Eric Blair, a.k.a. George Orwell, is often wrongly thought to have been writing science fiction in his seminal novel, 1984. In fact, he was simply warning about certain tendencies in governmental practice as actually observed not only in the mass authoritarian regimes but often in his own Britain.
Thus, newspeak, whereby the government calls things by their opposite, is an arrow in the quiver of the abject everywhere. So when the far rightwing government of Israel names anti-war peacenik Kenneth O’Keefe a “terrorist”, it is being Orwellian, but only in the sense of behaving as the worst governments typically do in contemporary times, not in the sense of resembling a dystopian future.
Rightwing Zionism is one of the more dangerous purveyors of newspeak nowadays. Former deputy secretary of defense Paul Wolfowitz tried to invoke anti-terrorism laws forbidding attacks on US troops to keep peaceful protesters away from US military bases.
And it isn’t just governments. Israeli music promoter Shuki Weiss referred to the rash of cancellations by Western bands such as the Pixies of their scheduled appearances in Israel this summer as “cultural terrorism.” The musicians are protesting the aid flotilla massacre, in which 9 innocent persons were killed and 30 wounded. Come on. I’m not big on cultural or academic boycotts myself, but ‘cultural terrorism?’ How is declining to come a way of inspiring fear in someone? Maybe you could call it cultural passive-aggression. But terrorism?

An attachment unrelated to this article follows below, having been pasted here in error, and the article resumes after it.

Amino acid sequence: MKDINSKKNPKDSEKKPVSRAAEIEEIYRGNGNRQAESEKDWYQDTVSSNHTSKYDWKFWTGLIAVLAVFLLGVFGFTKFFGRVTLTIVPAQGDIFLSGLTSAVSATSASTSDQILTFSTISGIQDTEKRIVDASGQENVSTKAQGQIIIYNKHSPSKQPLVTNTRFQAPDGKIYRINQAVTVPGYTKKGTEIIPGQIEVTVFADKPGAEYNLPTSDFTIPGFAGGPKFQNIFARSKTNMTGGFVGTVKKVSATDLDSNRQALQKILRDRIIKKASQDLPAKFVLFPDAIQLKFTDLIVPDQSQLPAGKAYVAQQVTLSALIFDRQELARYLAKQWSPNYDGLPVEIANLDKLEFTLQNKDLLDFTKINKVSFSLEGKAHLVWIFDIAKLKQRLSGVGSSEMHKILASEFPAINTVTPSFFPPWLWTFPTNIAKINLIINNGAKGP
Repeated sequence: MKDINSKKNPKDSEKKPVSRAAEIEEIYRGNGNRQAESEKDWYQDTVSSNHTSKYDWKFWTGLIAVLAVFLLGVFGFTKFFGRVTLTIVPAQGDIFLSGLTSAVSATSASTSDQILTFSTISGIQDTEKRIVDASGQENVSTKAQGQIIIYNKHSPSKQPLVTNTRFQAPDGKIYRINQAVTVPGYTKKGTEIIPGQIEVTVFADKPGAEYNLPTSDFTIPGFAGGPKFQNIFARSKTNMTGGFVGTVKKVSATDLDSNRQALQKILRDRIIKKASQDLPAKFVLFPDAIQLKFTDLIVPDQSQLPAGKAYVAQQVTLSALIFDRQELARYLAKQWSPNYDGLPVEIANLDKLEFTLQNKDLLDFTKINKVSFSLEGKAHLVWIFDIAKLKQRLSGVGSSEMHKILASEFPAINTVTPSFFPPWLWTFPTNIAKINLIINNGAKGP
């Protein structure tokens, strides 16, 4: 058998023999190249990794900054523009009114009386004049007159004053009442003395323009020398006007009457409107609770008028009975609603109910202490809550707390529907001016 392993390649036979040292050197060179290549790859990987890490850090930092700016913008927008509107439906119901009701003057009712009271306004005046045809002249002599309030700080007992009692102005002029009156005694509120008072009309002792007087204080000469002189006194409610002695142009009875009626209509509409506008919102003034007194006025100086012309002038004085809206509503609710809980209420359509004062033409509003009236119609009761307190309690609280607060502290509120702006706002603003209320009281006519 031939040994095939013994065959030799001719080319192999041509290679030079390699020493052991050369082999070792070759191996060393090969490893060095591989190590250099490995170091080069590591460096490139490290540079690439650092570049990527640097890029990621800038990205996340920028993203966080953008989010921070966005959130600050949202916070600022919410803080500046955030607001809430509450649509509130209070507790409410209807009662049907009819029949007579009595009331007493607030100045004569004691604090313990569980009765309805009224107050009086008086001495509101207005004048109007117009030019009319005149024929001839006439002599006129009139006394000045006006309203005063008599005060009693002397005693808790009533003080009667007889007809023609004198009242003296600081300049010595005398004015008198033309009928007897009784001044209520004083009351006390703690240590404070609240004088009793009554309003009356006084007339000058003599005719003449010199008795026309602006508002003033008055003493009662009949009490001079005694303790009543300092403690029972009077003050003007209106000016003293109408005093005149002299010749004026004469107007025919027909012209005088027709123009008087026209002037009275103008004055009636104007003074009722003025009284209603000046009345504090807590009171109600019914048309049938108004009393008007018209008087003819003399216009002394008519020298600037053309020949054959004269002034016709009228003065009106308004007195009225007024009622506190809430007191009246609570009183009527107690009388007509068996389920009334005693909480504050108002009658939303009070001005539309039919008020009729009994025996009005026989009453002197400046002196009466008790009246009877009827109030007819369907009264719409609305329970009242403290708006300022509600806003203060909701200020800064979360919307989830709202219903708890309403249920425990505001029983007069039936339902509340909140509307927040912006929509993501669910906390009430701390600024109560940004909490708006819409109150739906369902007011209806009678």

By the way, one of the musicians now boycotting Israel is Gil Scott-Heron, who performed the classic “The Revolution will Not be Televised.” What he did not realize was that it couldn’t be televised because the Israeli navy jammed the signals.
But back to the serious. The tendency of the modern national security state is to recategorize peace work as a form of terrorism, and the Bush administration placed many peace workers on the no-fly list.
The implication of the Israeli government that a corps of ‘trained terrorists’ pre-planned an assault on the Israeli troops that illegally boarded their vessel in international waters is rejected by all the eyewitnesses.
A kind reader pointed out that Israeli troops and the Israeli authorities have now admitted to firing bullets at the deck of the Mavi Marmara before the commandos landed, and I think the evidence is that these bullets wounded some passengers and provoked the resistance to the landing.
“T. said he realized the group they were facing was well-trained and likely ex-military after the commandos threw a number of stun grenades and fired warning shots before rappelling down onto the deck.”
The NYT also reported that the Israeli military fired rubber coated steel bullets before landing on the ship.
Alarmingly, there is now good evidence that the Israelis systematically erased much of the photographic evidence of their aggressive assault on the ship after they confiscated it from the passengers and journalists.
No wonder the Israelis are rejecting an independent commission to investigate the massacre— it would find that not only were crimes committed, but that there was then a concerted cover-up.